My relationship at that school ended when the school was notified of it by her parents. My mom snatched my phone out of my hands before I'd had a chance to delete my messages. She read my messages and called the other girl's parents. Her parents called the school. The school told me I had to leave because I was "older and should have known better." She got to stay. I was uprooted from the school I'd been to 4th-11th grade - 2 weeks of 11th grade, anyway. At this point, my parents were choosing a new school for me. They wouldn't send me to the local public school (Marietta High School) because "there's temptation there." They sent me to North Cobb Christian School.

But first. They locked me in my room for 2 weeks while deciding where I'd go next. Granted, I was too depressed to get out of bed anyway, but I had nowhere to go. They took all my electronics, every way I could communicate with anyone that was not the two of them, and left me in my room "to think about what I'd done." It was essentially solitary confinement. I cried all day every day for two weeks straight. The first week, I didn't eat anything. The second week, I could keep down things like crackers and blueberries, but aside from that, I couldn't eat. I was a complete mess. It was my first heartbreak, and it was accompanied by intense grief. It was like my significant other had suddenly died. Except she was alive, but I couldn't speak to her. She was the keeper of all my secrets. She was the only one I could be myself with. And she was suddenly gone, leaving a massive hole. It took me months to recover, to remember who I was... to find anything that brought me joy again. Another person ended up bringing me joy again, leading me down a similarly terrible path to a toxic, codependent relationship that would eventually have me removed from the school. Again. It was the same situation, almost exactly. Except this time when I got kicked out, it wasn't that I should have known better because I was older, it was that NCCS knew what had happened at MPCS and kicked me out because "you did this again." "We hope you can learn from this experience."

Just imagine if I had been allowed to be me. If I had been allowed to want to be a boy when I was 4. If I had been allowed to be a sweet and lovey teenager and fall in love with my best friends who happened to be girls. Imagine that I had grown up being told that love is a beautiful, wonderful thing, the best part of the human experience. Instead, the love I so naturally felt was seen as evil, disgusting, and wrong, as was the way I wished to express myself physically.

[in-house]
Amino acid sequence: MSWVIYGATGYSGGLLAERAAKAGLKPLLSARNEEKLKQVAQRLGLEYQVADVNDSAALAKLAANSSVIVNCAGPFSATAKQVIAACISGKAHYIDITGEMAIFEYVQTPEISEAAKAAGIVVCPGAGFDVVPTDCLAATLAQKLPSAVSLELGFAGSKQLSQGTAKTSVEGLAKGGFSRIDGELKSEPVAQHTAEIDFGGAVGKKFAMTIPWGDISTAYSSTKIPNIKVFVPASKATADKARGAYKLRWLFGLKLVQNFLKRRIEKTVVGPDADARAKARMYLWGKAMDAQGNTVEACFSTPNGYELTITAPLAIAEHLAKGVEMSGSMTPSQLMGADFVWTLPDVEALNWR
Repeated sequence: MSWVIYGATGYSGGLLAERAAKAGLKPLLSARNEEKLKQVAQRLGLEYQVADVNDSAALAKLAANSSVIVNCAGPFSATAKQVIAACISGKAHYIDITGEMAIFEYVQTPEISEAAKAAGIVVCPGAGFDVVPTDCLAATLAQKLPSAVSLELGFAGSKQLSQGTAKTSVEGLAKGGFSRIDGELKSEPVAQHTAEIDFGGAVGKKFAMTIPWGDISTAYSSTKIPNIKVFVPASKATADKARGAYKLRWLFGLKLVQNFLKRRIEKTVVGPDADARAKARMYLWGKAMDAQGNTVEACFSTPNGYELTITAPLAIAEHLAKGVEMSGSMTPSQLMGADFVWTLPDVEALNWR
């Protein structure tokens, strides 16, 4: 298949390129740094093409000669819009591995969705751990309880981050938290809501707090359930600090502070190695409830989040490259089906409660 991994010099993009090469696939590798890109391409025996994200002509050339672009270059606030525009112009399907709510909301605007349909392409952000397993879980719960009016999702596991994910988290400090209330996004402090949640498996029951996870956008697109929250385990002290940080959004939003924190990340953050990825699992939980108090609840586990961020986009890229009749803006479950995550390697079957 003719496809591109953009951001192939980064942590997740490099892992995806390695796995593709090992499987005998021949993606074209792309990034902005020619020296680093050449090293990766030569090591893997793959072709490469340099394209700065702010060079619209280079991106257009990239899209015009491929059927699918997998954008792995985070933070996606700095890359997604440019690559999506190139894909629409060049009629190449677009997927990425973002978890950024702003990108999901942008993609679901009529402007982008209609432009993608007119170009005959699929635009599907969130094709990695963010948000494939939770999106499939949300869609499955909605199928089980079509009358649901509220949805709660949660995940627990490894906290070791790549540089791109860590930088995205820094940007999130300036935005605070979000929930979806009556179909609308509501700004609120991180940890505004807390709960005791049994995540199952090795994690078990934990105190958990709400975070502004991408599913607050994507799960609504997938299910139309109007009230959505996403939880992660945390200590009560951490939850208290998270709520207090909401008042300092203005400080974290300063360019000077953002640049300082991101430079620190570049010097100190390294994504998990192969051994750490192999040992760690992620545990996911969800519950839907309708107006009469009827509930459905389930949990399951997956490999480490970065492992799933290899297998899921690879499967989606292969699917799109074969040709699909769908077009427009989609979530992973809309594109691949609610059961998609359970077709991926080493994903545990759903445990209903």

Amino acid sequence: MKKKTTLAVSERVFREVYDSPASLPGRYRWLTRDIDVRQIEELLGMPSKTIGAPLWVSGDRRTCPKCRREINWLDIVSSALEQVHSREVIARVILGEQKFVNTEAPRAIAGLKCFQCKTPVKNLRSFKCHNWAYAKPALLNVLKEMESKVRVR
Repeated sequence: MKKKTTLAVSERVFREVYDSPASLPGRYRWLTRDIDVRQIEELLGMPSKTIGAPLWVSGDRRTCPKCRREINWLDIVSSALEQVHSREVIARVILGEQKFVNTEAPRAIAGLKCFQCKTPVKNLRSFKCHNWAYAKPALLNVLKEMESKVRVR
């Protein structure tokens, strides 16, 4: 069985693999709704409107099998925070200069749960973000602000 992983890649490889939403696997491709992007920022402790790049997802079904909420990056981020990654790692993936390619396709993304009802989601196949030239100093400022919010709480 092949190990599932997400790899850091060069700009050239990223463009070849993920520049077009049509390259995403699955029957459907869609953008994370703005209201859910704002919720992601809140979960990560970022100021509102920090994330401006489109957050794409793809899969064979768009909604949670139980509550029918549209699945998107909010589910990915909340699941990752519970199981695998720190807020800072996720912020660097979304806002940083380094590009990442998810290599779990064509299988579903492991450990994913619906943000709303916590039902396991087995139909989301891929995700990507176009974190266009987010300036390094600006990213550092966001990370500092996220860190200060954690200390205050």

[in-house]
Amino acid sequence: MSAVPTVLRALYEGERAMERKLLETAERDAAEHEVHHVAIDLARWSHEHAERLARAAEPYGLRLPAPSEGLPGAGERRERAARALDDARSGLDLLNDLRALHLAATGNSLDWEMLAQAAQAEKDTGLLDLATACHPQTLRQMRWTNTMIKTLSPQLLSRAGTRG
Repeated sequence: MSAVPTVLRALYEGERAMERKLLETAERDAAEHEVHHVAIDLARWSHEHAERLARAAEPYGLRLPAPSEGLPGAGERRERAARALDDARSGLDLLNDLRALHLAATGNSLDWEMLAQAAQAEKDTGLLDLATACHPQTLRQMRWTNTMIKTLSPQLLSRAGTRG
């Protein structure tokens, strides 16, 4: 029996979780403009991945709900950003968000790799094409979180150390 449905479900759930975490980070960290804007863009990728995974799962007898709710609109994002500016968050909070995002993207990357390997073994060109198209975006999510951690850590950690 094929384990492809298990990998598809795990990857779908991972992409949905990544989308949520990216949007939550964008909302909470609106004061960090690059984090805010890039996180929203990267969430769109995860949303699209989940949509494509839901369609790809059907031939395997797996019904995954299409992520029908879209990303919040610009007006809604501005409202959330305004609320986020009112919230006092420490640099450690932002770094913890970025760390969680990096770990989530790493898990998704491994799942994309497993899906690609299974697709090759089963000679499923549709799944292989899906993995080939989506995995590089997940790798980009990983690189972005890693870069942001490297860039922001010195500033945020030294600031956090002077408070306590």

I've come so far in my journey. I am proud of the person I am today. I deserve to be angry at what I've been through. I have been discriminated against... a lot. But I've worked on myself and I've released so much pent up anger and bitterness I used to hold in my heart. My heart has been through so much in its 24 years, but it is pure and loving and open. 

The next step for my journey is to fix my chest so that by our societal standards, I can be shirtless in public without it being some kind of "statement." I also would really love to not wear compression chest binders anymore. Singing in these is pretty difficult...

I don't know where I'll go next in life, but what I do  know is that this is a road block and I am so close to overcoming it. If you have money to spare, please consider donating to my cause. I know I can raise this money quickly if everyone just pitches in even a little bit. I have 1500 Facebook friends. If 100 of them contribute as little as $5 each, I'm more than 25% of the way to the goal. 

Thanks again for reading my story. Love to all of you <3

- Lane Hunter

  • Alyssa Jones 
    • $5 
    • 25 mos
  • Becky England 
    • $25 
    • 25 mos
  • Anonymous 
    • $50 
    • 25 mos
  • Claire Ousey 
    • $40 
    • 25 mos
  • Anonymous 
    • $200 
    • 25 mos
See all


Lane Hunter 
Marietta, GA